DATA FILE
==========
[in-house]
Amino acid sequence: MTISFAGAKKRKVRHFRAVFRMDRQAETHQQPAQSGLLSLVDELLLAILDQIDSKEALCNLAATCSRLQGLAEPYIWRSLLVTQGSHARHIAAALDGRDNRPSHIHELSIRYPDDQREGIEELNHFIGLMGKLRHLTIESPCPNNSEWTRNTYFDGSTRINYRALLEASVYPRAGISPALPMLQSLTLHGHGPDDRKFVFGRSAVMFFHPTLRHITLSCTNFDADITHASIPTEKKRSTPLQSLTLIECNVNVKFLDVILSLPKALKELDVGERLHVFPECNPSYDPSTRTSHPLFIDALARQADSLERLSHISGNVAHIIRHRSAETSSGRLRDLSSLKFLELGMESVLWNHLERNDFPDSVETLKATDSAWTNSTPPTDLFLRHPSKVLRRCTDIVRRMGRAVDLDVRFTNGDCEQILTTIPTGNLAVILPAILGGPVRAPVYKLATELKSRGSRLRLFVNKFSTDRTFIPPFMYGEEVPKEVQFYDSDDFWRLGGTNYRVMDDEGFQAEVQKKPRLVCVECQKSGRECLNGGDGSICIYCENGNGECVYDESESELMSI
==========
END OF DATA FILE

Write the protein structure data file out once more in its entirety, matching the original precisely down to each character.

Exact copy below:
[in-house]
Amino acid sequence: MTISFAGAKKRKVRHFRAVFRMDRQAETHQQPAQSGLLSLVDELLLAILDQIDSKEALCNLAATCSRLQGLAEPYIWRSLLVTQGSHARHIAAALDGRDNRPSHIHELSIRYPDDQREGIEELNHFIGLMGKLRHLTIESPCPNNSEWTRNTYFDGSTRINYRALLEASVYPRAGISPALPMLQSLTLHGHGPDDRKFVFGRSAVMFFHPTLRHITLSCTNFDADITHASIPTEKKRSTPLQSLTLIECNVNVKFLDVILSLPKALKELDVGERLHVFPECNPSYDPSTRTSHPLFIDALARQADSLERLSHISGNVAHIIRHRSAETSSGRLRDLSSLKFLELGMESVLWNHLERNDFPDSVETLKATDSAWTNSTPPTDLFLRHPSKVLRRCTDIVRRMGRAVDLDVRFTNGDCEQILTTIPTGNLAVILPAILGGPVRAPVYKLATELKSRGSRLRLFVNKFSTDRTFIPPFMYGEEVPKEVQFYDSDDFWRLGGTNYRVMDDEGFQAEVQKKPRLVCVECQKSGRECLNGGDGSICIYCENGNGECVYDESESELMSI